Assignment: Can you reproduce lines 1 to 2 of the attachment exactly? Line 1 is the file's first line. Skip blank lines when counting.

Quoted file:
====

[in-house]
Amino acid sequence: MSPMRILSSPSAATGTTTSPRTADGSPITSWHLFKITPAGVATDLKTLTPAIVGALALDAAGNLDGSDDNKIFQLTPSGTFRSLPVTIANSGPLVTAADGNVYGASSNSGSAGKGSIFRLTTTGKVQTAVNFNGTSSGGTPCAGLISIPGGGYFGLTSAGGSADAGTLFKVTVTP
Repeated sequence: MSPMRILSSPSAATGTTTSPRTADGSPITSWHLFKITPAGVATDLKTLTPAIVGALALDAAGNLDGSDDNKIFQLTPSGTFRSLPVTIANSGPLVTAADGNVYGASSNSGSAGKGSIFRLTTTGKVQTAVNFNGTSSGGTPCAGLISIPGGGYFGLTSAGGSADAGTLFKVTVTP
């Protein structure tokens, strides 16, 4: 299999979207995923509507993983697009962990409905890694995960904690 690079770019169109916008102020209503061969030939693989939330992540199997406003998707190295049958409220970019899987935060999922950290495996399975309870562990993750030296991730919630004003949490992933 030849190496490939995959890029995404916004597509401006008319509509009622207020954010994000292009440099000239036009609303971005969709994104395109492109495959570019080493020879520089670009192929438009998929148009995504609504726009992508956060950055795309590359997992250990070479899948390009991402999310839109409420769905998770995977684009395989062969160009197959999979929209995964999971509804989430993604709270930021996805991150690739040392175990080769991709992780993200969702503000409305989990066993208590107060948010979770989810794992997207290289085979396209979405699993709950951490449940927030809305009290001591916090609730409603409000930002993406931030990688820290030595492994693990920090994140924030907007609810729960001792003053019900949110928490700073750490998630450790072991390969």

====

[in-house]
Amino acid sequence: MSPMRILSSPSAATGTTTSPRTADGSPITSWHLFKITPAGVATDLKTLTPAIVGALALDAAGNLDGSDDNKIFQLTPSGTFRSLPVTIANSGPLVTAADGNVYGASSNSGSAGKGSIFRLTTTGKVQTAVNFNGTSSGGTPCAGLISIPGGGYFGLTSAGGSADAGTLFKVTVTP